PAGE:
As my hon. Friend the Under-Secretary of State for Wales mentioned in answers, I visited Newport, Ebbw Vale and Flintshire—in your company, Mr. Jones, on the latter occasion—to talk to community representatives and steel workers about the impact of such changes as might occur. In every one of those communities, the local authorities, the Members of Parliament, the Assembly Members and the steel workers have all asked Corus to reconsider. I hope that, on the day before the trade unions meet with the company to discuss the plans, the Committee will send a message that all of us who represent Welsh constituencies, irrespective of party allegiance, urge Corus to reconsider their plans.

I said at the outset that poverty and worklessness are not the only enemies of strong and safe communities, important though they are. Crime threatens our safety and security. That is why I am pleased to tell the Committee that police numbers in all Welsh areas have risen while the Labour Government have been in office. Recorded crime is falling. It may not be falling far enough, or fast enough, but we all remember the Tory years, when crime doubled and the then Prime Minister told us that there was no such thing as society.

There is very much a Welsh society, and no one suffered more from the increase in crime in the Conservative years than its poorest and most vulnerable members. That is why the Government are so determined to take swift action against the perpetrators of crime. In Wales, we have led the way by dealing speedily with young offenders. The best performing area in England and Wales is north Wales. Our crime detection rates are among the highest in the United Kingdom. We have established crime and disorder partnerships to involve the whole community in the fight against crime. Furthermore, in this parliamentary Session, we are introducing new measures to tackle specific problems such as anti-social behaviour and car crime.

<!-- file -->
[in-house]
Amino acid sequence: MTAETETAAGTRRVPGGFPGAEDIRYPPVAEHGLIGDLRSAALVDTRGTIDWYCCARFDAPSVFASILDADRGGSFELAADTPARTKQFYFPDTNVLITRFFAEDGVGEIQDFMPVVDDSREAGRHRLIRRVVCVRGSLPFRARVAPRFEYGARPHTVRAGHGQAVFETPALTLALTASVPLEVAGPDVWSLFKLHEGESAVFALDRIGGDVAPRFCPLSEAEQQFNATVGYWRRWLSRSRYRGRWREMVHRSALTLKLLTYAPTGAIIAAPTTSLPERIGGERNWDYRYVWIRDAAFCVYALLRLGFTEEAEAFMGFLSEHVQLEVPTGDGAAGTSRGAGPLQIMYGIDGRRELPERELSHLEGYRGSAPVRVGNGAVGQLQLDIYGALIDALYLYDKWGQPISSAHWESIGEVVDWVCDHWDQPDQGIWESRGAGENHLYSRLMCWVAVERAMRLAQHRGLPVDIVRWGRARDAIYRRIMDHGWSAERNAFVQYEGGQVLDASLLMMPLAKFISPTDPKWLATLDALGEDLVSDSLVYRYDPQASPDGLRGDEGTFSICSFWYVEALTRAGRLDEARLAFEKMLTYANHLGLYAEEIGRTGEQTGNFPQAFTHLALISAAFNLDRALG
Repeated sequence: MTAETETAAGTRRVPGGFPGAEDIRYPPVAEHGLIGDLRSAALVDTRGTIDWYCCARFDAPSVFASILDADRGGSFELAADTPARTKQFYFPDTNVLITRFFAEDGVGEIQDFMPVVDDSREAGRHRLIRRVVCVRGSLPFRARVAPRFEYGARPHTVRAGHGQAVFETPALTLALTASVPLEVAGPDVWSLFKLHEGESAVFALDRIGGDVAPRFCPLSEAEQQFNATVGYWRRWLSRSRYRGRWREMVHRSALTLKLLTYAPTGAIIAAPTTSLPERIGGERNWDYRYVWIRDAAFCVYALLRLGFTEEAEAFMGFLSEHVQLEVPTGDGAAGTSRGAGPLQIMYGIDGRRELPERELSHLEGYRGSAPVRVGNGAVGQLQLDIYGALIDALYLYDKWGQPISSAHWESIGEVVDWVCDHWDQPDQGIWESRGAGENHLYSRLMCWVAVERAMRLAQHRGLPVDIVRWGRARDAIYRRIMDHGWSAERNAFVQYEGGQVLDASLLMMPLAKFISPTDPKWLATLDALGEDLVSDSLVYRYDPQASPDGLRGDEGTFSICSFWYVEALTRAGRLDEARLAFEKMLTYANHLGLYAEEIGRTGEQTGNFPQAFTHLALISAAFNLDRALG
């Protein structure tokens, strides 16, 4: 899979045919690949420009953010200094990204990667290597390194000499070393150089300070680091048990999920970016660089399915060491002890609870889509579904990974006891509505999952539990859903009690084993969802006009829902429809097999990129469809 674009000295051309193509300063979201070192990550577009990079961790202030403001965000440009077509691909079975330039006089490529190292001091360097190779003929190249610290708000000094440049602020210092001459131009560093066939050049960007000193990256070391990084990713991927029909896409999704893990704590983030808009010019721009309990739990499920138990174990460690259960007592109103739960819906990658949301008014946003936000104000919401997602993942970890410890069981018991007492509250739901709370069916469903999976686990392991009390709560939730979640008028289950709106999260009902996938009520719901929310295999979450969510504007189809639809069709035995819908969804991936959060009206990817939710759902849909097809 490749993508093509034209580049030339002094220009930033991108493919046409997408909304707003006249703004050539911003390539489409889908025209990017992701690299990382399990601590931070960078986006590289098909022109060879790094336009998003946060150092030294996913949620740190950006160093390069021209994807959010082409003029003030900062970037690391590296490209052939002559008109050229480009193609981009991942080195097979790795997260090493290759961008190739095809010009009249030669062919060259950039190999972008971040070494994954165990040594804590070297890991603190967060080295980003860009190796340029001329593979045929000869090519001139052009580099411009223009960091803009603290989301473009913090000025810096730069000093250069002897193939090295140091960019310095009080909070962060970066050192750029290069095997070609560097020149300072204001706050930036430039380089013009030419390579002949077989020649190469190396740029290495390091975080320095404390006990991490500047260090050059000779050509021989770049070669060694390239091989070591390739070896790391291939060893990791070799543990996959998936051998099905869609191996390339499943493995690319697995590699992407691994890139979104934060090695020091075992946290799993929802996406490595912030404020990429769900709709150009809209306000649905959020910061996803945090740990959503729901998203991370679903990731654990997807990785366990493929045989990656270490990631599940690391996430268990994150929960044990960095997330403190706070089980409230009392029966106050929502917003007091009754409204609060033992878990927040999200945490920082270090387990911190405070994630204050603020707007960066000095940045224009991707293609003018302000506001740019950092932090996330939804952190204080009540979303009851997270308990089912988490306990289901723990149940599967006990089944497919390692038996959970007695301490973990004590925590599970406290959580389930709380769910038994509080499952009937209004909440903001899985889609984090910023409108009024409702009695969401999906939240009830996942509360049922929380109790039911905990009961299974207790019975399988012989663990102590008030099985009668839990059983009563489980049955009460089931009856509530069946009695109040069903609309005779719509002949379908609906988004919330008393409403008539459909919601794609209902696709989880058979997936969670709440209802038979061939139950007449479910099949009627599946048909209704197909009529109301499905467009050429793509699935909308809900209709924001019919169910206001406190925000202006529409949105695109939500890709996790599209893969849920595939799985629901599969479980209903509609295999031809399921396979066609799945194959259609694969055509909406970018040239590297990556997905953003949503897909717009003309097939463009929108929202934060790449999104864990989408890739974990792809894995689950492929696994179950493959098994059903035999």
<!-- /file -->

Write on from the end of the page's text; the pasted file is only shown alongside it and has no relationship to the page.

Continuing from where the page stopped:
Crime and other aspects of social exclusion do not affect only the urban areas of Wales; rural Wales has its problems, too. Subsidies for farmers alone will not solve the problems of rural Wales. We already provide more subsidy for farming in the United Kingdom—£3 billion a year—than to every other industry combined. We need to get better value for that money, and that is why I am pleased to offer my support and that of the Government to the Assembly's proposals to modulate that subsidy in Wales, to ensure that the wider rural communities, as well as farmers, benefit from that expenditure. Rural Wales is also the heart of the Welsh language, and so it is right for the Assembly to divert some money from paying for crops into strengthening our communities there as well.

The Welsh language is part of our common inheritance in Wales, whether or not we speak it. All of us should be committed to its flourishing as part of a strong and vibrant Wales. However, the English language is also part of that inheritance. There can be no place at the top table in a modern Wales for those who would seek to monitor or control the use of English in any part of Wales.

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Prepared 13 February 2001